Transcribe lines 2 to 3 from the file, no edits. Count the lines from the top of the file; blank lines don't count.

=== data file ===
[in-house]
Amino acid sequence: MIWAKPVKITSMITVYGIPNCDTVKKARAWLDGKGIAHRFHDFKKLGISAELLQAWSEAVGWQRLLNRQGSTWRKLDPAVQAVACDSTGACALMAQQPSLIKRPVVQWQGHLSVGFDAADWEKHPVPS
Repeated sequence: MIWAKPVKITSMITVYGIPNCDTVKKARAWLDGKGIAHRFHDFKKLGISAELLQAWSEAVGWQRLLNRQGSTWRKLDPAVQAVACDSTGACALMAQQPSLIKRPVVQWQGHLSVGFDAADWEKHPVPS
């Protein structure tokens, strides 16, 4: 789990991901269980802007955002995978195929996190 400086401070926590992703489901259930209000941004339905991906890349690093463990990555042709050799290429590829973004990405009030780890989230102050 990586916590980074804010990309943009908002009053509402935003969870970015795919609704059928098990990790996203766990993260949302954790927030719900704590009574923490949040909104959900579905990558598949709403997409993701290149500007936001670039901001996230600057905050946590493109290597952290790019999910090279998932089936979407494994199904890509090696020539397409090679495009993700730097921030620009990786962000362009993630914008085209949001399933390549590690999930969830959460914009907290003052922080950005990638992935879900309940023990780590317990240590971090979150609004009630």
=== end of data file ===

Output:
Amino acid sequence: MIWAKPVKITSMITVYGIPNCDTVKKARAWLDGKGIAHRFHDFKKLGISAELLQAWSEAVGWQRLLNRQGSTWRKLDPAVQAVACDSTGACALMAQQPSLIKRPVVQWQGHLSVGFDAADWEKHPVPS
Repeated sequence: MIWAKPVKITSMITVYGIPNCDTVKKARAWLDGKGIAHRFHDFKKLGISAELLQAWSEAVGWQRLLNRQGSTWRKLDPAVQAVACDSTGACALMAQQPSLIKRPVVQWQGHLSVGFDAADWEKHPVPS